• Tue. May 28th, 2024

Civil War – Alex Garland’s Latest Film Hits Hard!

ByTaylor T Carlson

Apr 9, 2024

CIVIL WAR is directed by Alex Garland. The film stars Kirsten Dunst, Wagner Moura, Cailee Spaeny, Stephen McKinley Henderson, and Nick Offerman.

In the not-too-distant future, the United States of America has descended into a second Civil War, with breakaway republics declaring war against the Union, marching on Washington, DC. A quartet of photojournalists from different walks of life bands together in an SUV, heading towards DC to attempt to photograph and interview the President of the United States prior to rebel forces descending on what remains of the nation’s capital, encountering a war-torn landscape along the way, with horrific sights and occurrences in a county gradually descending into madness.

CIVIL WAR is a work of fiction, but what makes Alex Garland’s film hard-hitting is just how relevant it is and how this could truly be our nation in a few short years, where clashing beliefs are becoming more explosive with each passing day. Told from the perspective of journalists, CIVIL WAR shocks viewers and is completely relentless, earning its R rating with brutal acts of violence, but also carefully never shying away from its human element. Whether you see it as a well-made work of realistic fiction or a cautionary tale of what our world is moving towards, there’s no denying this is one of the best films of 2024 so far.

Where CIVIL WAR shines brightest is its cast, particularly leading lady Kirsten Dunst. We’ve been seeing this woman on the big screen since she was a little girl, often in roles where she’s dolled up and glamorized. In CIVIL WAR, that’s far from the case. This is a woman devoid of makeup who’s clearly been beaten down by the harsh realities of the world, but won’t back down from her mission of bringing people the news of what’s going on in a war-torn nation. It’s a complete turn from the roles we’re used to seeing Dunst play, and it may be the best of her career. The other journalists, including a young and inexperienced aspiring one played by Cailee Spaeny and an aging, crippled one portrayed by Stephen McKinley Henderson, round out the cast nicely. Whether a horrific war-torn moment or a lighthearted bonding experience, everyone has a great chemistry.

Production design is impressive as well. The sets and locales of CIVIL WAR don’t look like movie sets; they look like the real America in ruins amid internal fighting and conflicts. Movies about the United States torn apart by wars from within aren’t exactly anything new, but rarely has it been done this well and on this scale. The stops on the road include towns that are oblivious to the conflict and trying to stay out of it altogether, mass graves, city streets turned into battlefields, and of course, Washington, DC in the midst of a violent conflict with the American President at the heart of it all.

The film’s approach works for many reasons. Putting it from the perspective of photojournalists rather than the actual combatants makes the movie far more relatable from the perspective of the viewer; no one is expected to “take a side” or consider one group superior to the other/right or wrong/etc. Many movies regarding politics and the wars that they created are very obviously veered in favor of or are attacking one side, but CIVIL WAR succeeds because it doesn’t do that. The movie isn’t a nonstop violent action endeavor; there are many moments where our characters bond and get to know one another, which also works to the movie’s advantage. But when the violent moments get going, they quickly move into unsettling R-rated territory. We even see brief flashes of the black-and-white photographs taken by many of the characters as they snap shots amid the battles of the war, which helps to give the movie a unique feel and look.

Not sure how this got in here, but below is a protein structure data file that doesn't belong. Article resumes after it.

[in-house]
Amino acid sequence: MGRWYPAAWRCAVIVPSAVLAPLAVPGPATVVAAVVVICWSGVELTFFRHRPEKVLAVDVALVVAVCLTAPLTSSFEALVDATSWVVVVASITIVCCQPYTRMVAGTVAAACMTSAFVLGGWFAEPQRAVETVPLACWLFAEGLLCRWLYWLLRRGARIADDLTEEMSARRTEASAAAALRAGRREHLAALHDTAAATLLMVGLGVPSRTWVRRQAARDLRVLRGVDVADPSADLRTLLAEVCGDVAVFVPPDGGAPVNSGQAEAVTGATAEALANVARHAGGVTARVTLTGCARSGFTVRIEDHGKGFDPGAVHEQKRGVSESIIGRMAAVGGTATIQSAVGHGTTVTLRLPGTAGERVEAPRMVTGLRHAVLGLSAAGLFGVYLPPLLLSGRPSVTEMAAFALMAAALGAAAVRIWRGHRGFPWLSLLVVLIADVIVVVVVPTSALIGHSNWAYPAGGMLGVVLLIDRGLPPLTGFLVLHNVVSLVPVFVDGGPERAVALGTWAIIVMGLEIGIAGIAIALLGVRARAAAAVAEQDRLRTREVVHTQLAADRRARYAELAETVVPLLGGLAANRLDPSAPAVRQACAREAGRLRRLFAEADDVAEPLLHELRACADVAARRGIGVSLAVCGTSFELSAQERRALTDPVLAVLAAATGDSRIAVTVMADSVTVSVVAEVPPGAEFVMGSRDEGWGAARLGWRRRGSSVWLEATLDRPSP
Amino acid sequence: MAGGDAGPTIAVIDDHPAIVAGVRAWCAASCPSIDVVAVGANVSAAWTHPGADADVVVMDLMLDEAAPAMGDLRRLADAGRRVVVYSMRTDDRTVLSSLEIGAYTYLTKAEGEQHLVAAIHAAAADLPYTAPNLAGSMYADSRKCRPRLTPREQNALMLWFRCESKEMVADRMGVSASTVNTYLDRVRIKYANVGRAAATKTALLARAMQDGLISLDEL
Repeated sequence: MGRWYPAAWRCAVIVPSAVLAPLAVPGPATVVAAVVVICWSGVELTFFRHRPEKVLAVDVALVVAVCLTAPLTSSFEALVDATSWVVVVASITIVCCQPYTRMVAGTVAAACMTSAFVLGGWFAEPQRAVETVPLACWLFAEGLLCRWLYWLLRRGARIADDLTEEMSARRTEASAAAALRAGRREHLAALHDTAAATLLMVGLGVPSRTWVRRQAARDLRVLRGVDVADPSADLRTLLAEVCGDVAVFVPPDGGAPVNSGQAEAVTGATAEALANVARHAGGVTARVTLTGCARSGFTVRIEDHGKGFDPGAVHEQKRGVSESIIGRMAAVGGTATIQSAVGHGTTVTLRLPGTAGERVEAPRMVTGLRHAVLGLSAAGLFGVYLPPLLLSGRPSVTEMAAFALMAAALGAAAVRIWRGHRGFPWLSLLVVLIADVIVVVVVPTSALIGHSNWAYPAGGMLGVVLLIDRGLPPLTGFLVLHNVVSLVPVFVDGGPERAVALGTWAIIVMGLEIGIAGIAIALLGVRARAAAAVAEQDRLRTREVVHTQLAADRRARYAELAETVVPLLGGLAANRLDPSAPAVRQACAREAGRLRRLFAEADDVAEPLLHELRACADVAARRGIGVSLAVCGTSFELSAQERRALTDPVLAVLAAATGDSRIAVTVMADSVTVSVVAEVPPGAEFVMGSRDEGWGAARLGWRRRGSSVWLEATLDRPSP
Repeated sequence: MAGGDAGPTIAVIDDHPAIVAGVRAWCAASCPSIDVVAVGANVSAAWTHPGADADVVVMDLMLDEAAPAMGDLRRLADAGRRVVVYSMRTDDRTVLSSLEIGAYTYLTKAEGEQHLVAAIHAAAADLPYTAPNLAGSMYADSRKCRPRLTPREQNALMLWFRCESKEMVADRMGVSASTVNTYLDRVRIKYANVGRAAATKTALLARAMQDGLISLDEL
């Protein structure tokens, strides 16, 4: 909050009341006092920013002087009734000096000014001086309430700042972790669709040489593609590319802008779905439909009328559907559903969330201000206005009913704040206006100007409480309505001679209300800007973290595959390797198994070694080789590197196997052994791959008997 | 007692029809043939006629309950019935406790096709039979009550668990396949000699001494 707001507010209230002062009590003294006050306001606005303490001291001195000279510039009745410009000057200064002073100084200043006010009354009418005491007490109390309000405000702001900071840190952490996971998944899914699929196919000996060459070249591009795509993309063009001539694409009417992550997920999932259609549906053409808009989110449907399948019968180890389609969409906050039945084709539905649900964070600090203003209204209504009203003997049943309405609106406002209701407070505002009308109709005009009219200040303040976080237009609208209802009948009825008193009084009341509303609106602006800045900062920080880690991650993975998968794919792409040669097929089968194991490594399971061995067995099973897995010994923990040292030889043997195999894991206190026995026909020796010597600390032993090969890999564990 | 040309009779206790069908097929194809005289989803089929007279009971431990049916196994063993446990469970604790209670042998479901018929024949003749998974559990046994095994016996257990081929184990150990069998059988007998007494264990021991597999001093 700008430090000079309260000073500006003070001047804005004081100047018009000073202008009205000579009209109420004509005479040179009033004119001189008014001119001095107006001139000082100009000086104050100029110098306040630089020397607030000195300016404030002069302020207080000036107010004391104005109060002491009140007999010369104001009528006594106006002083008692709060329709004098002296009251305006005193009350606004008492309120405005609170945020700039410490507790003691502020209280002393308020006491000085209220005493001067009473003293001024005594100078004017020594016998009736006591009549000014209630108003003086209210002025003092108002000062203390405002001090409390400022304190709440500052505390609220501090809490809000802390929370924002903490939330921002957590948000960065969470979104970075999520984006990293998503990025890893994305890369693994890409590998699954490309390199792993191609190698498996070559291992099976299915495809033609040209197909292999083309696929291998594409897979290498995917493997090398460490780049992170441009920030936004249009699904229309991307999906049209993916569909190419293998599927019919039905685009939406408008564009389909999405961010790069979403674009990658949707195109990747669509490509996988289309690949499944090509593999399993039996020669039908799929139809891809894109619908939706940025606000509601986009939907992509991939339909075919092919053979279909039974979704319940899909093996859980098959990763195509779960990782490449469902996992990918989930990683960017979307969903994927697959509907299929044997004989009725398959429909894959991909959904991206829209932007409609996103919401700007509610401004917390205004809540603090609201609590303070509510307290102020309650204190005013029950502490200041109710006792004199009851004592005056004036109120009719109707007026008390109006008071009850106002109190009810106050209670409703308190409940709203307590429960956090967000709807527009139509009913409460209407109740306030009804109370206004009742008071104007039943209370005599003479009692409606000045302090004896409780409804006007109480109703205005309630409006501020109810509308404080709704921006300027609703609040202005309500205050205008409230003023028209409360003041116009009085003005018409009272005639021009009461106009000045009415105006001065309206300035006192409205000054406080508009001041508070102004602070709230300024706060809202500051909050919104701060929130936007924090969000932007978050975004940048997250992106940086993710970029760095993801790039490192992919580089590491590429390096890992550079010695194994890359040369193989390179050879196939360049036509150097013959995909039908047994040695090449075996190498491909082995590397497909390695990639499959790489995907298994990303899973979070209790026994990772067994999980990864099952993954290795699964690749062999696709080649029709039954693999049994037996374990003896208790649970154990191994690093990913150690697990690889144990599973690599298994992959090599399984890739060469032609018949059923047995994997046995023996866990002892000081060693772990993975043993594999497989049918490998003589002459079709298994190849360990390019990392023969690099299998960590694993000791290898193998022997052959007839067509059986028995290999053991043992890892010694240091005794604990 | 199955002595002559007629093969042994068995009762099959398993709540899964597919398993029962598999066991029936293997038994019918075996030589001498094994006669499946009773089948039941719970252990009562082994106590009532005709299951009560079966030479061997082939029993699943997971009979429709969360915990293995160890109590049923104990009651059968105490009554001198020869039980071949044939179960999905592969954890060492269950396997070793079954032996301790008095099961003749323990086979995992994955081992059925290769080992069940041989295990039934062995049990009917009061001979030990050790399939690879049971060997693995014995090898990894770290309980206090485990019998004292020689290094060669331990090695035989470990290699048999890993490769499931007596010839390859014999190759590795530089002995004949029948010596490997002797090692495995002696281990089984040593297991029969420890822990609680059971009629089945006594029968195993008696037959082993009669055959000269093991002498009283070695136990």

Perhaps the only thing I found mildly disappointing about this otherwise spectacular film is that it never delves deeper into the specific causes of the titular conflict. What specifically caused these states to break away from the Union? What’s the future of the world to look like when the film has ended? CIVIL WAR is a movie that believed strongly in ambiguity; you’ll likely have more questions than answers. Whether that’s a strength or weakness will depend on the viewer.

CIVIL WAR hits hard. It’s the best movie of 2024 so far. Quite possibly Alex Garland’s strongest film to date as a writer/director, and maybe even the best performance of Kirsten Dunst’s career. Absolute highest recommendations, but not one for the squeamish!

By Taylor T Carlson

Taylor T Carlson Assistant Editor/Senior Staff Writer Taylor T. Carlson was born August 17, 1984, and has called the Vegas Valley home his entire life. A die-hard fan of classic rock and metal music, Taylor has been writing album and concert reviews since he was 16 years old, and continues to do so, having done well over 1,000 reviews. He is also a fan of video gaming and cinema, and has reviewed a number of games and films as well, old and new alike. His thorough and honest (some would say brutally honest) reviewing style has won him the respect of hundreds of music fans and musicians alike, both local and abroad, and the ire of just as many others. Despite being one of the youngest attendees at classic hard rock/metal shows around Vegas, he is also one of the most knowledgeable, having gained the unofficial nickname of “The Eddie Trunk of Las Vegas.” In addition to reviews, Taylor has written and self-published three books on classic hard rock bands, and is a regular participant in rock and roll trivia contests. Taylor also holds a masters degree in special education from the University of Nevada Las Vegas (UNLV), and has appeared on the hit History Channel television series Pawn Stars. His dream is to be able to one day make a living from writing music books and reviews.

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